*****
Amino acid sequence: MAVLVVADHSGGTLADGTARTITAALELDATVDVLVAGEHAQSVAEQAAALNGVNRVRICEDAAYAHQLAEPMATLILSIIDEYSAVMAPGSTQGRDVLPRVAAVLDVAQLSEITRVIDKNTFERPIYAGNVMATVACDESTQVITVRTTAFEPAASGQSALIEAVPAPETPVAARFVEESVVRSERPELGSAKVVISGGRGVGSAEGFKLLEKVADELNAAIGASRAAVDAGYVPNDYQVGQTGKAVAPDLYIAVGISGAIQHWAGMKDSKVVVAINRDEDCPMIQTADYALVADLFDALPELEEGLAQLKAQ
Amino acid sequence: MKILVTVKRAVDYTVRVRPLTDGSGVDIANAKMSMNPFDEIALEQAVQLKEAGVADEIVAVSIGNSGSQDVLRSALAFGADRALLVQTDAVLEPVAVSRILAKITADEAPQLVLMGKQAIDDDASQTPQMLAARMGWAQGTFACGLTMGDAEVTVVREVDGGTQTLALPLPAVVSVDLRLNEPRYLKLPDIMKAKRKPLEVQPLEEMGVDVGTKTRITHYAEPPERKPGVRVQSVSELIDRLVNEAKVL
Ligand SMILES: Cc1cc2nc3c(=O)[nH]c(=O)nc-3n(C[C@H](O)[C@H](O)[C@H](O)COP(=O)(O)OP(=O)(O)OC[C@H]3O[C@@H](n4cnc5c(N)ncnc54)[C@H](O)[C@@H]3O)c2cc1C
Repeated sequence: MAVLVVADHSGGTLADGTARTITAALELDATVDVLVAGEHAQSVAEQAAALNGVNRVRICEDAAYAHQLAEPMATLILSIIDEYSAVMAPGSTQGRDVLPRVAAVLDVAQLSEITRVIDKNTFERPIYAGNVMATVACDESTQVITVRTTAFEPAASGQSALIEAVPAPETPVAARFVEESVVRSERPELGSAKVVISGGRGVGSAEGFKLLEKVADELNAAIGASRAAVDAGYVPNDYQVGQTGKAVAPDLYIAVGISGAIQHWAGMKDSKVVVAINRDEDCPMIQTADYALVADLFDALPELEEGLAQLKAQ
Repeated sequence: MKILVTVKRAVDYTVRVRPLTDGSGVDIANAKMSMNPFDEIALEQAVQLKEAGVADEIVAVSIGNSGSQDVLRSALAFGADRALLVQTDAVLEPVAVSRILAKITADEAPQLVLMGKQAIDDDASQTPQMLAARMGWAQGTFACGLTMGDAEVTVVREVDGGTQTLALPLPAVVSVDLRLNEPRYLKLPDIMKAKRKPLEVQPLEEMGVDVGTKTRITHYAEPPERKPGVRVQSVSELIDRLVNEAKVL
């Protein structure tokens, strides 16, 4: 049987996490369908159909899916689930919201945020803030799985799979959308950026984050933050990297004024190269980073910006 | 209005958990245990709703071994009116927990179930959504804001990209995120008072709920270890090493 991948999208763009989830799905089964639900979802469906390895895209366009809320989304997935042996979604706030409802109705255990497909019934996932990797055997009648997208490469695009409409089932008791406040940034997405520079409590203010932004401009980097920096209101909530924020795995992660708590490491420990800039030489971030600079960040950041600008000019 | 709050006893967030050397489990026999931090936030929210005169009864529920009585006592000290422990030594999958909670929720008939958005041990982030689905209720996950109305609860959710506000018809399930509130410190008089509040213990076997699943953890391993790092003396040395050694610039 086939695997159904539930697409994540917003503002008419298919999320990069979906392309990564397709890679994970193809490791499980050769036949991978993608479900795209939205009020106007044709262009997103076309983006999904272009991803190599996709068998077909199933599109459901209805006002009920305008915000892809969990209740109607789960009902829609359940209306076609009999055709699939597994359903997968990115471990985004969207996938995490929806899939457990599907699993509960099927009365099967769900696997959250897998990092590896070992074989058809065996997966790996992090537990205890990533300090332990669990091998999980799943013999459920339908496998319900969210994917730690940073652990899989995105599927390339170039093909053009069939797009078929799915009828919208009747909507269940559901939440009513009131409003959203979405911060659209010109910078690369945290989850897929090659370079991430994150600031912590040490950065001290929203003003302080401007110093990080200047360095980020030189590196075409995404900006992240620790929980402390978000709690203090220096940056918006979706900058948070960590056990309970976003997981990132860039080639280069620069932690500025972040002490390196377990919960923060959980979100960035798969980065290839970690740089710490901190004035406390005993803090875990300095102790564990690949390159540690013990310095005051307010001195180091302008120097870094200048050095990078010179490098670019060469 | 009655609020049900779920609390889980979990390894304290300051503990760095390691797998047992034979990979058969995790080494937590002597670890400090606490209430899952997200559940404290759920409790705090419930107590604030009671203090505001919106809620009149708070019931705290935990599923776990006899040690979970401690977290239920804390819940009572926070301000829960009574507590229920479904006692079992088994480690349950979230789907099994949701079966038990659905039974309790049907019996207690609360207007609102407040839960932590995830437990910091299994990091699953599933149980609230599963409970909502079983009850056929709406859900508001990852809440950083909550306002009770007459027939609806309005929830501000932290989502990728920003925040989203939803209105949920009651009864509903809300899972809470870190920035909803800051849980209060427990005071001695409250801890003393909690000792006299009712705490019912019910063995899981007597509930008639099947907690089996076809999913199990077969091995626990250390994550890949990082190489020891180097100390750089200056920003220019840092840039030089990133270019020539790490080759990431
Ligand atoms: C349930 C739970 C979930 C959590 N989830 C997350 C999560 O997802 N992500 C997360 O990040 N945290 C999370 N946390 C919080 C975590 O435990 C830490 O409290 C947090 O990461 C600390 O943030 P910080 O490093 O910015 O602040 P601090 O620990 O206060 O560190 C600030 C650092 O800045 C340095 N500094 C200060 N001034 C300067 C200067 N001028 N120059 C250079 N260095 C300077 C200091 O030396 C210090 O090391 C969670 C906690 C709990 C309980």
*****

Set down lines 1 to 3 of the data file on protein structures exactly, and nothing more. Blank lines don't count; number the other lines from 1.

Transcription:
Amino acid sequence: MAVLVVADHSGGTLADGTARTITAALELDATVDVLVAGEHAQSVAEQAAALNGVNRVRICEDAAYAHQLAEPMATLILSIIDEYSAVMAPGSTQGRDVLPRVAAVLDVAQLSEITRVIDKNTFERPIYAGNVMATVACDESTQVITVRTTAFEPAASGQSALIEAVPAPETPVAARFVEESVVRSERPELGSAKVVISGGRGVGSAEGFKLLEKVADELNAAIGASRAAVDAGYVPNDYQVGQTGKAVAPDLYIAVGISGAIQHWAGMKDSKVVVAINRDEDCPMIQTADYALVADLFDALPELEEGLAQLKAQ
Amino acid sequence: MKILVTVKRAVDYTVRVRPLTDGSGVDIANAKMSMNPFDEIALEQAVQLKEAGVADEIVAVSIGNSGSQDVLRSALAFGADRALLVQTDAVLEPVAVSRILAKITADEAPQLVLMGKQAIDDDASQTPQMLAARMGWAQGTFACGLTMGDAEVTVVREVDGGTQTLALPLPAVVSVDLRLNEPRYLKLPDIMKAKRKPLEVQPLEEMGVDVGTKTRITHYAEPPERKPGVRVQSVSELIDRLVNEAKVL
Ligand SMILES: Cc1cc2nc3c(=O)[nH]c(=O)nc-3n(C[C@H](O)[C@H](O)[C@H](O)COP(=O)(O)OP(=O)(O)OC[C@H]3O[C@@H](n4cnc5c(N)ncnc54)[C@H](O)[C@@H]3O)c2cc1C